Directed by: Bruce Malmuth
Category: Badass Cinema
After watching pretty much nothing but horror flicks these past few weeks (Halloween always gets me in the mood), I am somewhat burned out on that genre and felt I needed some good ol' action to balance it out. This one has been in my queue for months now and I thought now is a good time as any to revisit a film I remember liking a lot back in the 80's and one I felt was a major shift in Stallone's choice of roles.
Nighthawks is insanely badass and such a severely underrated piece of Badass Cinema. We're so used to seeing Stallone play characatures of real people or play characters with super human abilities in films like Cobra, Demolition Man, Rambo: First Blood Part 2, Cliffhanger and a plethora of other films in his awesome career. But in Nighthawks he plays a regular New York City cop with real problems who does mess up quite often like a real human being would, which is really different compared to a lot of the other characters he's played throughout his lustrous career. Nighthawks also marks a couple of firsts for geeks like me who keep tabs on shit like this. It's the first time we see Stallone sport a rockin' beard all the way through the entire film. He had one in the workout montage of Rocky IV, but shaved the sucker when it was time to fight Drago. It's the first time Stallone played a cop in a film. It's Rutger Hauer's first American film. It's the first solo feature directing gig for Bruce Malmuth who many years later would ignite Steven Seagal's career with Hard to Kill. Yea I know Seagal did Above the Law two years before, but that's not the film that made him famous ( I never even heard of that film until "after" Hard to Kill ), it was Hard to Kill.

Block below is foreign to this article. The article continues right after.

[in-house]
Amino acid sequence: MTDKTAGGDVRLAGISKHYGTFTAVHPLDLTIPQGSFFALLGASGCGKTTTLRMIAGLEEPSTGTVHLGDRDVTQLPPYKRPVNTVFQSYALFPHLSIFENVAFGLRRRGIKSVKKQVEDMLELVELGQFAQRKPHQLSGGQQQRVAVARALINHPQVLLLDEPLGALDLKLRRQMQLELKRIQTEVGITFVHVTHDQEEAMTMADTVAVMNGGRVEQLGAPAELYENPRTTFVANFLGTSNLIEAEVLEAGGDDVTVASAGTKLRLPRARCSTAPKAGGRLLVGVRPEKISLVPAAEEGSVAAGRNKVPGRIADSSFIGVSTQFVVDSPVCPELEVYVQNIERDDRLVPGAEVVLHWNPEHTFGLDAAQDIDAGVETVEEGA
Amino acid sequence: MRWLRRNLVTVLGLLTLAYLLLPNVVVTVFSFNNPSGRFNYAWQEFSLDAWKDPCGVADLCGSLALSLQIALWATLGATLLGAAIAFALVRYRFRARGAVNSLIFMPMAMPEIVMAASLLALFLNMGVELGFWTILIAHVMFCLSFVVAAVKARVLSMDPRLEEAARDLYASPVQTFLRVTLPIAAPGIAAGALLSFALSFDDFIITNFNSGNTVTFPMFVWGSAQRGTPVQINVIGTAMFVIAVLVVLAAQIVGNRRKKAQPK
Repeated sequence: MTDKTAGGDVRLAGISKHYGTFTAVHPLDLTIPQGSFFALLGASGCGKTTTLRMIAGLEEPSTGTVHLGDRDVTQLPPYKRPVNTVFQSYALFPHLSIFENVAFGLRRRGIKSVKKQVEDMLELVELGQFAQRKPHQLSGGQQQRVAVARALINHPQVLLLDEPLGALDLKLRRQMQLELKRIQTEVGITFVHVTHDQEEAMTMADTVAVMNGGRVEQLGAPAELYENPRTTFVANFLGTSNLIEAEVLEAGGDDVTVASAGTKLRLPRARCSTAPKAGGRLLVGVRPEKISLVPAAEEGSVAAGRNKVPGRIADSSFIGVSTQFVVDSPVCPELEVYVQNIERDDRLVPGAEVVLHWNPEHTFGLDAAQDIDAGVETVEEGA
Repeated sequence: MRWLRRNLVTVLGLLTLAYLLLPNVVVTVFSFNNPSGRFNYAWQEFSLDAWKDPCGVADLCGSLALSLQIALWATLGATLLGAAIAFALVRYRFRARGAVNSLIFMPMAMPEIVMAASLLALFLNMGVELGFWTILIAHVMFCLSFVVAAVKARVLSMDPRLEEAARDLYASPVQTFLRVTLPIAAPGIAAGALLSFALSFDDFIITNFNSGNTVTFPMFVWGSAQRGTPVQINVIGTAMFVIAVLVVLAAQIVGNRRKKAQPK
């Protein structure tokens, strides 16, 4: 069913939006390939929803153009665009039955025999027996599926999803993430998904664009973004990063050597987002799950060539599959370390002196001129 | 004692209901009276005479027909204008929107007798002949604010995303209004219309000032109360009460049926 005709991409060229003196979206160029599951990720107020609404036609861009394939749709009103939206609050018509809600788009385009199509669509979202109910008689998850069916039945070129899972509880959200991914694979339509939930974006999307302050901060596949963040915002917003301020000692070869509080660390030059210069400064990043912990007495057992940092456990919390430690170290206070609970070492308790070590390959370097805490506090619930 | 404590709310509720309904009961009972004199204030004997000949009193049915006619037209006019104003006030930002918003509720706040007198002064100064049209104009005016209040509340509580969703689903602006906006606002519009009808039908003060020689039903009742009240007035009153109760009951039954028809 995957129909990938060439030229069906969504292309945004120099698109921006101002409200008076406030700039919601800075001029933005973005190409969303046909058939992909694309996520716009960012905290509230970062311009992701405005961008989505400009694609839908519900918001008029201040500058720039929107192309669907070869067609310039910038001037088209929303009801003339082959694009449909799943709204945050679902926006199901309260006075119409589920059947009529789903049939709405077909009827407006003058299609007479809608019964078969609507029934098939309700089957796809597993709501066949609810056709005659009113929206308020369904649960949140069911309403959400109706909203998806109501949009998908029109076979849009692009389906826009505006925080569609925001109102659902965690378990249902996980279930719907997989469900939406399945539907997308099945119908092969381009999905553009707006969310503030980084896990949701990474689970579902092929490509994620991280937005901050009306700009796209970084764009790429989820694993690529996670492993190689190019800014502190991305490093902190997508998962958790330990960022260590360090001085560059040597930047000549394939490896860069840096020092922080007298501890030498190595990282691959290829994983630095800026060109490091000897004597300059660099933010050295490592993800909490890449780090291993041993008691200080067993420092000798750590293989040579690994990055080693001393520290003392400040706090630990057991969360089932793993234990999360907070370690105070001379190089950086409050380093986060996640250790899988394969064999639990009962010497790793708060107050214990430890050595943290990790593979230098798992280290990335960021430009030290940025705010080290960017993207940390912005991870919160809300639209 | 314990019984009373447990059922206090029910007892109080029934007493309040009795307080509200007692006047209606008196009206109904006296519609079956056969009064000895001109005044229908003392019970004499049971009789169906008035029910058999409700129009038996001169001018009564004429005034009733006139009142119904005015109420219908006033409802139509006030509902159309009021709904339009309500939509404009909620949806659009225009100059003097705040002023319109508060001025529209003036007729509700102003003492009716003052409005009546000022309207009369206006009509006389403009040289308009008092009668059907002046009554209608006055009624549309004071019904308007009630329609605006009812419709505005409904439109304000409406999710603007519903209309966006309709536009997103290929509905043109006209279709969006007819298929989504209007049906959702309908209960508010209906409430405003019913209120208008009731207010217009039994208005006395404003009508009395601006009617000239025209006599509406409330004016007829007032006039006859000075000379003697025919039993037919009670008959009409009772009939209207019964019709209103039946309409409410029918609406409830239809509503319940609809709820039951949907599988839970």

Rutger Hauer plays Wulfgar, an International terrorist who's fled France and relocated to New York City ready to cause some chaos. Deke DaSilva (Stallone) and Mathew Fox ( Billy Dee Williams) are two undercover cops who, because of there track record and skills at getting the job done, are assigned to a new anti-terrorism task force specifically made to track, hunt and kill Wulfgar as they "assume" New York would be his likely hunting ground for International coverage. Wulfgar is used to getting the upper hand and getting things done his way but may have finally met his match in Deke DaSilva.
Sad thing is that this type of film, while rampant in the 70's to early 80's, wouldn't make it to the theater these days which is sad. It's an intense story and character driven film and those unfortunately aren't the type of films producers or studio's want to waste there money on promoting these days. Now it's all about spectacle, budget and how to outdo the previous years biggest picture.
While there might not be any special effects or huge action set pieces in Nighthawks, this film grips you right from the beginning and doesn't let go until the very last frame because it's made so damn well from David Shaber's (The Warriors) razor sharp script to Bruce Malmuth's no frills direction.